• Anne Sikes says:

      I desire the peace too, though. 🙂 Actually…I’m not like that so much anymore either. It was how I used to be, and I think because stuff was always going on. I’ve had enough turmoil and definitely prefer, and crave the peace. Maybe I should take up fishing. 🙂

  3. Pink Ninjabi says:

    I totally get what you’re saying as someone in my life has become so accustomed to certain angry reflexes and behaviors that it’s second nature more comfortable than adopting a calm stance that I instilled into myself with much discipline to this day to counteract these negative effects of harmful behavior. It’s not easy though, when we grow up witnessing such fight or flight reactions that teach us a split second emotion that we must cool within ourselves too. May you always stick to the temperatures that are most soothing for you. 😀


    • Anne Sikes says:

      Thank you. I spent a lot of years trying to undo unhealthy thought patterns with various things. Children do learn more from what they see than what they’re told. I saw a father who drank to escape his problems, and a mother who covered for him and really just wanted to pretend it wasn’t like that. Neither one was really dealing with it in a healthy way. But Mom was doing the best she knew how to do…so I’m not judging her. And as for me…I grew up. There comes a point where you have to take responsibility for doing whatever’s necessary to ‘clean up the mess’ that is your life, so to speak. 🙂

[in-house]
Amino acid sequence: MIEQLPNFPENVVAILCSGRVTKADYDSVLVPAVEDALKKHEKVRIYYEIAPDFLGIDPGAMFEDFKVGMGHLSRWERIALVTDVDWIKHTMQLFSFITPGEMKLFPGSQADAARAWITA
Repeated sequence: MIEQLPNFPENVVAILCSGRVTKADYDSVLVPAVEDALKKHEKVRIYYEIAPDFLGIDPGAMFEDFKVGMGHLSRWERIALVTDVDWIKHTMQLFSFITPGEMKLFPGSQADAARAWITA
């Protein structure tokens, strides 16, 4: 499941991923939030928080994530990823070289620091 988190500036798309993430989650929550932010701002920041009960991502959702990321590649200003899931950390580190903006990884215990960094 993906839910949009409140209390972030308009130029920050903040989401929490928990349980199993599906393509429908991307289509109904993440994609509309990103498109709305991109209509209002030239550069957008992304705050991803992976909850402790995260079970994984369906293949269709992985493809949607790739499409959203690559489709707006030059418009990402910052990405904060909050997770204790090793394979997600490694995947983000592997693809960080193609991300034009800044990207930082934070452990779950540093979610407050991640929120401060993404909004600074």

• Pink Ninjabi says:

        Very true! I believe each adversity does give us an advantage in some way. For instance, in dealing with highly aggressive neurotic fly off the handle anger, I was able to better deal with difficult clients, irate behavior and the like quite well in my career. But the side effects has also been inability to speak up when I need to, stand up to bullies who are louder, and nervous in relationships in the belief they could implode any minute. But I’m learning. One page and blog 😉 at a time. 😀


        • Anne Sikes says:

          Ha ha! So true! 🙂 You do great! I think that’s very true, that even out of our adversities come strengths within us that could’ve only happened because of the adversities!